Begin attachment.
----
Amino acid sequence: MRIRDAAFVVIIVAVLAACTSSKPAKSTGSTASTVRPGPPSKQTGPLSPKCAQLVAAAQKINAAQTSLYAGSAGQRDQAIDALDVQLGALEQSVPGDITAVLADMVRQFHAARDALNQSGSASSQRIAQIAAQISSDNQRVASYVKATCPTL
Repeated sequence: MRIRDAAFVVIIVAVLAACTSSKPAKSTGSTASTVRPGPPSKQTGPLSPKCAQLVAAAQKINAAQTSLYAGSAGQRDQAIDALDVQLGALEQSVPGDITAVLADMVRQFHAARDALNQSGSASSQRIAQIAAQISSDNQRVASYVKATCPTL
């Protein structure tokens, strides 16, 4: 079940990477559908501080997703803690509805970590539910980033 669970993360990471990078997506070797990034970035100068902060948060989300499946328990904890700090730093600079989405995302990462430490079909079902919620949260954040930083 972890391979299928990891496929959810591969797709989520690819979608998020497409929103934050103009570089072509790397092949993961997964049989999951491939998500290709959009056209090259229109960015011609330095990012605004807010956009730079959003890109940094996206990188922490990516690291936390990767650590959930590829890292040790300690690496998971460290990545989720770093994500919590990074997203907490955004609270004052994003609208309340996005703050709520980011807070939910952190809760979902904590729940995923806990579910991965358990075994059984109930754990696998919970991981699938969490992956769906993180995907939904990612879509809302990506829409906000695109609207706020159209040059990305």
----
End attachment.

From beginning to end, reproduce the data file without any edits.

Amino acid sequence: MRIRDAAFVVIIVAVLAACTSSKPAKSTGSTASTVRPGPPSKQTGPLSPKCAQLVAAAQKINAAQTSLYAGSAGQRDQAIDALDVQLGALEQSVPGDITAVLADMVRQFHAARDALNQSGSASSQRIAQIAAQISSDNQRVASYVKATCPTL
Repeated sequence: MRIRDAAFVVIIVAVLAACTSSKPAKSTGSTASTVRPGPPSKQTGPLSPKCAQLVAAAQKINAAQTSLYAGSAGQRDQAIDALDVQLGALEQSVPGDITAVLADMVRQFHAARDALNQSGSASSQRIAQIAAQISSDNQRVASYVKATCPTL
């Protein structure tokens, strides 16, 4: 079940990477559908501080997703803690509805970590539910980033 669970993360990471990078997506070797990034970035100068902060948060989300499946328990904890700090730093600079989405995302990462430490079909079902919620949260954040930083 972890391979299928990891496929959810591969797709989520690819979608998020497409929103934050103009570089072509790397092949993961997964049989999951491939998500290709959009056209090259229109960015011609330095990012605004807010956009730079959003890109940094996206990188922490990516690291936390990767650590959930590829890292040790300690690496998971460290990545989720770093994500919590990074997203907490955004609270004052994003609208309340996005703050709520980011807070939910952190809760979902904590729940995923806990579910991965358990075994059984109930754990696998919970991981699938969490992956769906993180995907939904990612879509809302990506829409906000695109609207706020159209040059990305």